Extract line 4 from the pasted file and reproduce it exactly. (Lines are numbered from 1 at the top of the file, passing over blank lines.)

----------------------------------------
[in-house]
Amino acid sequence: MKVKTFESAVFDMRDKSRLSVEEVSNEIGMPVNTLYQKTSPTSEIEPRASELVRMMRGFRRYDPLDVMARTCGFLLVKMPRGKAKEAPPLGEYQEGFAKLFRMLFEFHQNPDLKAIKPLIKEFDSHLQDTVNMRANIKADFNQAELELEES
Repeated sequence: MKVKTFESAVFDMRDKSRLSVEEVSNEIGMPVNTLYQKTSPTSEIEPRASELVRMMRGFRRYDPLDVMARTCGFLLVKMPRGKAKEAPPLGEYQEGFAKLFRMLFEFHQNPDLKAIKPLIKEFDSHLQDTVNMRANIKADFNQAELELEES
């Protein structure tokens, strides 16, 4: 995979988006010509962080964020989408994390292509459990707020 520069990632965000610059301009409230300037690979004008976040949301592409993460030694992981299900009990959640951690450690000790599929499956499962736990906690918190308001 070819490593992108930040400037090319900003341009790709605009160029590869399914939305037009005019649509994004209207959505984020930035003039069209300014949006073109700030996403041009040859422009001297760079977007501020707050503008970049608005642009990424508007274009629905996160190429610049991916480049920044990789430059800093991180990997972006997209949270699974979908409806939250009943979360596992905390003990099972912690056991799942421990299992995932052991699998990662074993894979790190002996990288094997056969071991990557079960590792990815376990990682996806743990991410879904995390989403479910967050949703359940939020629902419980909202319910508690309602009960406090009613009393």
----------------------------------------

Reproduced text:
């Protein structure tokens, strides 16, 4: 995979988006010509962080964020989408994390292509459990707020 520069990632965000610059301009409230300037690979004008976040949301592409993460030694992981299900009990959640951690450690000790599929499956499962736990906690918190308001 070819490593992108930040400037090319900003341009790709605009160029590869399914939305037009005019649509994004209207959505984020930035003039069209300014949006073109700030996403041009040859422009001297760079977007501020707050503008970049608005642009990424508007274009629905996160190429610049991916480049920044990789430059800093991180990997972006997209949270699974979908409806939250009943979360596992905390003990099972912690056991799942421990299992995932052991699998990662074993894979790190002996990288094997056969071991990557079960590792990815376990990682996806743990991410879904995390989403479910967050949703359940939020629902419980909202319910508690309602009960406090009613009393």